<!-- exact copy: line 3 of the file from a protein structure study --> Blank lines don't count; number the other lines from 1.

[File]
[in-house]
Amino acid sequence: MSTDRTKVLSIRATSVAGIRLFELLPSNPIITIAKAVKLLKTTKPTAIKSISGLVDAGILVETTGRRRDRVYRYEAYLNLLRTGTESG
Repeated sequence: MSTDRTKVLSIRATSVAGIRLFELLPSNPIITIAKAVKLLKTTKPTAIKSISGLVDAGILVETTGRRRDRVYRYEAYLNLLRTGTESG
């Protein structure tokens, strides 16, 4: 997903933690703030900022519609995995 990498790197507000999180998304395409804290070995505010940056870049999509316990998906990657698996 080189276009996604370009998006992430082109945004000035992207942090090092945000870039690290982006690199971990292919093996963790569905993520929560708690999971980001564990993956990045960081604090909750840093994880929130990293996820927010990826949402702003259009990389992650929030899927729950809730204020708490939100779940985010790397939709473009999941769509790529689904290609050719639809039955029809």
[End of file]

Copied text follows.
Repeated sequence: MSTDRTKVLSIRATSVAGIRLFELLPSNPIITIAKAVKLLKTTKPTAIKSISGLVDAGILVETTGRRRDRVYRYEAYLNLLRTGTESG